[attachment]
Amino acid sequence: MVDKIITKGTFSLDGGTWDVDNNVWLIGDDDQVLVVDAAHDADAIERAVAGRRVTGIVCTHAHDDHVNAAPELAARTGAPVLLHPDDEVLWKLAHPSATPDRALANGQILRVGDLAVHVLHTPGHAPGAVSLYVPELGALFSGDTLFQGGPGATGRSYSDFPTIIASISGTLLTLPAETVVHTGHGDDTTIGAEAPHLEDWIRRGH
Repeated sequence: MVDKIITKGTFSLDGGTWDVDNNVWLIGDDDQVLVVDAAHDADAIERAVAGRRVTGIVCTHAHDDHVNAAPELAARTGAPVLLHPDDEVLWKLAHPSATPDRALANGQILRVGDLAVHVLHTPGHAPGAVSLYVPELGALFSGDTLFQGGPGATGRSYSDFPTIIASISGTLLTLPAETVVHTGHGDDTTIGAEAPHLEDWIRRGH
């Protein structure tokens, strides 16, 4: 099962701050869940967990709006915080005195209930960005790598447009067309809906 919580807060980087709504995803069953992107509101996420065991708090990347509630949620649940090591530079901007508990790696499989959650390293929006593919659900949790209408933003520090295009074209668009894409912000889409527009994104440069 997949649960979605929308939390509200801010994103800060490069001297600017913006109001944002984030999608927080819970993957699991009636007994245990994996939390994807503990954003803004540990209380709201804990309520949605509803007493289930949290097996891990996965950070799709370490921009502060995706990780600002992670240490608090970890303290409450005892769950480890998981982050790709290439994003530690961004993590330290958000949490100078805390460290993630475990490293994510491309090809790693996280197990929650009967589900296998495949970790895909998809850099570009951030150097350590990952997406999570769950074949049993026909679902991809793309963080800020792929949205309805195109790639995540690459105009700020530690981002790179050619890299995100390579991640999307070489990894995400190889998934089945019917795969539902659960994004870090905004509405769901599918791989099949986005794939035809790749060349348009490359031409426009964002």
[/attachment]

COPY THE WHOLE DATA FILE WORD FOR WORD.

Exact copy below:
Amino acid sequence: MVDKIITKGTFSLDGGTWDVDNNVWLIGDDDQVLVVDAAHDADAIERAVAGRRVTGIVCTHAHDDHVNAAPELAARTGAPVLLHPDDEVLWKLAHPSATPDRALANGQILRVGDLAVHVLHTPGHAPGAVSLYVPELGALFSGDTLFQGGPGATGRSYSDFPTIIASISGTLLTLPAETVVHTGHGDDTTIGAEAPHLEDWIRRGH
Repeated sequence: MVDKIITKGTFSLDGGTWDVDNNVWLIGDDDQVLVVDAAHDADAIERAVAGRRVTGIVCTHAHDDHVNAAPELAARTGAPVLLHPDDEVLWKLAHPSATPDRALANGQILRVGDLAVHVLHTPGHAPGAVSLYVPELGALFSGDTLFQGGPGATGRSYSDFPTIIASISGTLLTLPAETVVHTGHGDDTTIGAEAPHLEDWIRRGH
């Protein structure tokens, strides 16, 4: 099962701050869940967990709006915080005195209930960005790598447009067309809906 919580807060980087709504995803069953992107509101996420065991708090990347509630949620649940090591530079901007508990790696499989959650390293929006593919659900949790209408933003520090295009074209668009894409912000889409527009994104440069 997949649960979605929308939390509200801010994103800060490069001297600017913006109001944002984030999608927080819970993957699991009636007994245990994996939390994807503990954003803004540990209380709201804990309520949605509803007493289930949290097996891990996965950070799709370490921009502060995706990780600002992670240490608090970890303290409450005892769950480890998981982050790709290439994003530690961004993590330290958000949490100078805390460290993630475990490293994510491309090809790693996280197990929650009967589900296998495949970790895909998809850099570009951030150097350590990952997406999570769950074949049993026909679902991809793309963080800020792929949205309805195109790639995540690459105009700020530690981002790179050619890299995100390579991640999307070489990894995400190889998934089945019917795969539902659960994004870090905004509405769901599918791989099949986005794939035809790749060349348009490359031409426009964002």